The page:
Monday, October 23, 2017

Senate Sends Natural Gas Pipeline Safety PA One Call Bill To Governor

The Senate Monday gave final approval to Senate Bill 242 (Baker-R-Luzerne) adding unconventional and larger conventional natural gas gathering lines to the PA One Call utility safety program.
The bill now goes to the Governor for his action.
There are now an estimated 100,000 miles of unmapped natural gas pipelines in Pennsylvania vulnerable to hits from construction and digging equipment.
Prime sponsor Sen. Lisa Baker (R-Luzerne) noted in a background memo on the bill there are more than 6,000 incidents of striking utility lines every year, with approximately half involving natural gas lines because facility owners do not join the PA One Call program or for other reasons.  Click Here for more.
Public Utility Commission members issued statements on final passage of the legislation.
“There are about 6,000 reported hits on underground facilities across Pennsylvania every year, which means that a pipeline or other vital utility system is struck once every 20 minutes during the average workday,” noted Commissioner John F. Coleman Jr., who has been a strong advocate for safety improvements. “Our goal from Day One is to cut the number of those incidents by eliminating exemptions and strengthening enforcement, as part of a focused program to reduce risks to our contractors, utility workers and residents.”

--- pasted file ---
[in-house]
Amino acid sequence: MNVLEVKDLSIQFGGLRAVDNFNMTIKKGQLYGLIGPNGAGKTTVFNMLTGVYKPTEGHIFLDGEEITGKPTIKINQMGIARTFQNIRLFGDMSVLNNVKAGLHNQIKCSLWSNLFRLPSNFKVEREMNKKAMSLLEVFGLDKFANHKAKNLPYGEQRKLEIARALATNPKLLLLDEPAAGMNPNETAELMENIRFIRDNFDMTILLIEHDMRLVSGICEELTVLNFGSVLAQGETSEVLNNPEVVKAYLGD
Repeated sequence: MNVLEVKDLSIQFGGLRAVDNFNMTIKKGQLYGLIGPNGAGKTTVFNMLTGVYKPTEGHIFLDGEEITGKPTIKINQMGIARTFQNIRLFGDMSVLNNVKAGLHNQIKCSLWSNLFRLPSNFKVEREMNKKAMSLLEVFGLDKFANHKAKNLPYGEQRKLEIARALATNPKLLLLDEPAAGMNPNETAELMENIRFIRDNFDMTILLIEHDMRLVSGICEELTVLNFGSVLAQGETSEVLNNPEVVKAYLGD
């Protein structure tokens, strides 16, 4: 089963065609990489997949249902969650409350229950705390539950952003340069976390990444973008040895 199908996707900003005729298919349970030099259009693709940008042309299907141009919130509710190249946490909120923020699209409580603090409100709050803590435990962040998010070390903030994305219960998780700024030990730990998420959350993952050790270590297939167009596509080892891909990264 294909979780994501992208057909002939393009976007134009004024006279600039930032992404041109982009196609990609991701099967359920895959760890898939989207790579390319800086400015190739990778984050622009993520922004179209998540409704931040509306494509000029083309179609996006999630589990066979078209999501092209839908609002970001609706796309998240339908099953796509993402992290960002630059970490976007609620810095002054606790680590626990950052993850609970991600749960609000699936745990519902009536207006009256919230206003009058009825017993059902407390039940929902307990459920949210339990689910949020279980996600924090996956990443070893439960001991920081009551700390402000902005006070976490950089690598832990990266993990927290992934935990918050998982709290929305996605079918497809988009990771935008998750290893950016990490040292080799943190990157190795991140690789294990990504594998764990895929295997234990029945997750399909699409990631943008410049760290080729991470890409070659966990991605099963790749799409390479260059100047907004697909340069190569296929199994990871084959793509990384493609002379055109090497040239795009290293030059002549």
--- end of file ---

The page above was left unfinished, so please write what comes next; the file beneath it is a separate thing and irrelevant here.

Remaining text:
“Speaking from my experience in the industry and as a farmer, I am acutely aware of the potential dangers of underground lines and the dependence workers in the field have in knowing where hazards lie,” PUC Vice Chairman Andrew Place told legislative leaders in a personal plea for enhancements to the PA One Call program. “Strengthening this program will impact both public safety and public confidence in energy and utility development across Pennsylvania.”
“We thank Sen. Baker for her prime sponsorship of this important legislation and the General Assembly for addressing this key safety issue,” said PUC Chairman Gladys M. Brown. “This is a step forward for utility, contractor and consumer safety in Pennsylvania and we will now turn our attention to implementing these improvements.”
“Hits on underground utility systems are not only a hazard to workers and bystanders, but also result in service interruptions, possible environmental damage and costly repairs to damaged lines – which drives up the cost of utility service for everyone,” said Commissioner David W. Sweet. “The improvements to the PA One Call law are the result of a collaborative effort by legislators, contractors, utilities, municipalities and other stakeholders, all with a shared goal of making Pennsylvania a safer place to live and work.”
A House Fiscal Note and summary is available.

No comments :

Post a Comment

Subscribe To Receive Updates:

Enter your email address:

Delivered by FeedBurner